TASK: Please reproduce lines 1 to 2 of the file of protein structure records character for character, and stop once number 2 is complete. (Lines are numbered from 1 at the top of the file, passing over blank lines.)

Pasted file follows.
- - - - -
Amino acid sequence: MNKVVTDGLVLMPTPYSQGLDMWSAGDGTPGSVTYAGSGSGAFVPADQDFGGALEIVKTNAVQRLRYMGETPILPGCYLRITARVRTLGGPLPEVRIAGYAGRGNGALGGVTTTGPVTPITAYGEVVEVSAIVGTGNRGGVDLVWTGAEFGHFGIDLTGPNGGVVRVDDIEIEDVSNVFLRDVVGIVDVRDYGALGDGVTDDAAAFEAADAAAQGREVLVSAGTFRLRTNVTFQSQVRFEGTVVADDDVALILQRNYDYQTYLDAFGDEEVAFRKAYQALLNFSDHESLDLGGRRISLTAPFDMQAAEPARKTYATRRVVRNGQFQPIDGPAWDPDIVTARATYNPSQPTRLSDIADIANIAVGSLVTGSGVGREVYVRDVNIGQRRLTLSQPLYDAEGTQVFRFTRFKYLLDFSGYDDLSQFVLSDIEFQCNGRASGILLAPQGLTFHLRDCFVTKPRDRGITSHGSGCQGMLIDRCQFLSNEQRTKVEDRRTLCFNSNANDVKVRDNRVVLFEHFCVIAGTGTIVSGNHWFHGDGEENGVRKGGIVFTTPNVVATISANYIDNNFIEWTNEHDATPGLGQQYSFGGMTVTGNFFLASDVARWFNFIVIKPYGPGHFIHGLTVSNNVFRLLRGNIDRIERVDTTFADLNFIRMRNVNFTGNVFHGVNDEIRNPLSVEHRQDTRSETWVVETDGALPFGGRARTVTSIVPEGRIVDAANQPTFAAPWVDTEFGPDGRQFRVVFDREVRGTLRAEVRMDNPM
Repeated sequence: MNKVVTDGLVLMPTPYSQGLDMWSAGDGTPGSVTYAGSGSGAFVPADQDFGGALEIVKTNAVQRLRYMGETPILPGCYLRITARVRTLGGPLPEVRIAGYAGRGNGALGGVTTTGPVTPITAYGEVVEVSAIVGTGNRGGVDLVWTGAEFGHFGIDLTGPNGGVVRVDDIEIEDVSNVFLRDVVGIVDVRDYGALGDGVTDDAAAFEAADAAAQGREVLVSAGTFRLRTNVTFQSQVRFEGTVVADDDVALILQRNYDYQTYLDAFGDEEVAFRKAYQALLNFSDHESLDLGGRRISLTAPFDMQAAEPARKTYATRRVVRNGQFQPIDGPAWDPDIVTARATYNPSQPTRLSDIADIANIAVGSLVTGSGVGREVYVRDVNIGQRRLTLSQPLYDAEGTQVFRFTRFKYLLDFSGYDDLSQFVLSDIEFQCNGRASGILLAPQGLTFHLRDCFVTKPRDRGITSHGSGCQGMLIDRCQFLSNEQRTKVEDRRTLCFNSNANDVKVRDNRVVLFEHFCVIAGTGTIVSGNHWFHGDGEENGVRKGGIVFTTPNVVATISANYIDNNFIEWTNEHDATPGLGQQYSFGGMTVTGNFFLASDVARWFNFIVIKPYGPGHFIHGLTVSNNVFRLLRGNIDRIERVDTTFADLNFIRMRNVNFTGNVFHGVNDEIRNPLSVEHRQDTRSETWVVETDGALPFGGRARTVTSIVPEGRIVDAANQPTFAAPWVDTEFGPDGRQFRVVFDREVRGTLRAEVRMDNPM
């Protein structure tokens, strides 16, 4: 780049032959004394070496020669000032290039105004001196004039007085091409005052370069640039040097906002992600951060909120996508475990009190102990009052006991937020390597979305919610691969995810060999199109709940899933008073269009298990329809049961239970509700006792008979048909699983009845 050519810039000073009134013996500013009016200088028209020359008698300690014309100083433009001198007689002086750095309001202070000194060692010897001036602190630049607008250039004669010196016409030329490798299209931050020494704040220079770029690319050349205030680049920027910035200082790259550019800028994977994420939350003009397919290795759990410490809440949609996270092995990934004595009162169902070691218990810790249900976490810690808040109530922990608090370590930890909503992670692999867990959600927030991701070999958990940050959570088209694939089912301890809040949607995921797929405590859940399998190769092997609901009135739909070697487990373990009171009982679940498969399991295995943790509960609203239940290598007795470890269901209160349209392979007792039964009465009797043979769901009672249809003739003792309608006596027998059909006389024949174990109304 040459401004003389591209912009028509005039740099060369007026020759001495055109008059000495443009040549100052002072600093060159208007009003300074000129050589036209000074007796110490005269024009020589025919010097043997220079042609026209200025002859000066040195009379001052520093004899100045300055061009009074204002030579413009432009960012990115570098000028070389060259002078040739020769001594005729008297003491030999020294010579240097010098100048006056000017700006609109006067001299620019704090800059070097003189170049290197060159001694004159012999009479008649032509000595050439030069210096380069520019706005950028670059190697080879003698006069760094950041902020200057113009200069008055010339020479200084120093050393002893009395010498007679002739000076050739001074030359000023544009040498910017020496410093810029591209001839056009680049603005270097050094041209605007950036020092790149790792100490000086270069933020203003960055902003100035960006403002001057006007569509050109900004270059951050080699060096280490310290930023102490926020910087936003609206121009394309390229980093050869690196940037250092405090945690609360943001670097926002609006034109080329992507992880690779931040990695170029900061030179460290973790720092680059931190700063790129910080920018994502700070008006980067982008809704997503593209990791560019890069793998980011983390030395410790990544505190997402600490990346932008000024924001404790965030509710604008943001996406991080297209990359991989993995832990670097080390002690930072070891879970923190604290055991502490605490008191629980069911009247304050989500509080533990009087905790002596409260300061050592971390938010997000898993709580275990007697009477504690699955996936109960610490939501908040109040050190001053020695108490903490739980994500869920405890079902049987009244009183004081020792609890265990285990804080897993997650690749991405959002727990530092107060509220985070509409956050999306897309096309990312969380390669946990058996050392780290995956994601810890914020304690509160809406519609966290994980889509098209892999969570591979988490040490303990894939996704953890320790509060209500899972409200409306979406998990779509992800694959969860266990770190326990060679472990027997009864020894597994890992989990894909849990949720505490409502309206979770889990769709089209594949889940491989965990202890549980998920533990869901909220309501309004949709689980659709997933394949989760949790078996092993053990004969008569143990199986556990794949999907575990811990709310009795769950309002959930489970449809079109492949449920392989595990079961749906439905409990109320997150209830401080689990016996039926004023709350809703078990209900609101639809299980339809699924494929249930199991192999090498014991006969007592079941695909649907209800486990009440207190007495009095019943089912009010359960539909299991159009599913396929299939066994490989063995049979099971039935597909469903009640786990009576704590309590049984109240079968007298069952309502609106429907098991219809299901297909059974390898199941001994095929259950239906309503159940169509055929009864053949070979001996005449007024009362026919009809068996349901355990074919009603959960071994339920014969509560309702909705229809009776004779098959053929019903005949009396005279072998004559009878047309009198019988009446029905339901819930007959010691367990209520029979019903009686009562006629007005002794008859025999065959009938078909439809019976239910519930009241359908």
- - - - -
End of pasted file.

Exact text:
Amino acid sequence: MNKVVTDGLVLMPTPYSQGLDMWSAGDGTPGSVTYAGSGSGAFVPADQDFGGALEIVKTNAVQRLRYMGETPILPGCYLRITARVRTLGGPLPEVRIAGYAGRGNGALGGVTTTGPVTPITAYGEVVEVSAIVGTGNRGGVDLVWTGAEFGHFGIDLTGPNGGVVRVDDIEIEDVSNVFLRDVVGIVDVRDYGALGDGVTDDAAAFEAADAAAQGREVLVSAGTFRLRTNVTFQSQVRFEGTVVADDDVALILQRNYDYQTYLDAFGDEEVAFRKAYQALLNFSDHESLDLGGRRISLTAPFDMQAAEPARKTYATRRVVRNGQFQPIDGPAWDPDIVTARATYNPSQPTRLSDIADIANIAVGSLVTGSGVGREVYVRDVNIGQRRLTLSQPLYDAEGTQVFRFTRFKYLLDFSGYDDLSQFVLSDIEFQCNGRASGILLAPQGLTFHLRDCFVTKPRDRGITSHGSGCQGMLIDRCQFLSNEQRTKVEDRRTLCFNSNANDVKVRDNRVVLFEHFCVIAGTGTIVSGNHWFHGDGEENGVRKGGIVFTTPNVVATISANYIDNNFIEWTNEHDATPGLGQQYSFGGMTVTGNFFLASDVARWFNFIVIKPYGPGHFIHGLTVSNNVFRLLRGNIDRIERVDTTFADLNFIRMRNVNFTGNVFHGVNDEIRNPLSVEHRQDTRSETWVVETDGALPFGGRARTVTSIVPEGRIVDAANQPTFAAPWVDTEFGPDGRQFRVVFDREVRGTLRAEVRMDNPM
Repeated sequence: MNKVVTDGLVLMPTPYSQGLDMWSAGDGTPGSVTYAGSGSGAFVPADQDFGGALEIVKTNAVQRLRYMGETPILPGCYLRITARVRTLGGPLPEVRIAGYAGRGNGALGGVTTTGPVTPITAYGEVVEVSAIVGTGNRGGVDLVWTGAEFGHFGIDLTGPNGGVVRVDDIEIEDVSNVFLRDVVGIVDVRDYGALGDGVTDDAAAFEAADAAAQGREVLVSAGTFRLRTNVTFQSQVRFEGTVVADDDVALILQRNYDYQTYLDAFGDEEVAFRKAYQALLNFSDHESLDLGGRRISLTAPFDMQAAEPARKTYATRRVVRNGQFQPIDGPAWDPDIVTARATYNPSQPTRLSDIADIANIAVGSLVTGSGVGREVYVRDVNIGQRRLTLSQPLYDAEGTQVFRFTRFKYLLDFSGYDDLSQFVLSDIEFQCNGRASGILLAPQGLTFHLRDCFVTKPRDRGITSHGSGCQGMLIDRCQFLSNEQRTKVEDRRTLCFNSNANDVKVRDNRVVLFEHFCVIAGTGTIVSGNHWFHGDGEENGVRKGGIVFTTPNVVATISANYIDNNFIEWTNEHDATPGLGQQYSFGGMTVTGNFFLASDVARWFNFIVIKPYGPGHFIHGLTVSNNVFRLLRGNIDRIERVDTTFADLNFIRMRNVNFTGNVFHGVNDEIRNPLSVEHRQDTRSETWVVETDGALPFGGRARTVTSIVPEGRIVDAANQPTFAAPWVDTEFGPDGRQFRVVFDREVRGTLRAEVRMDNPM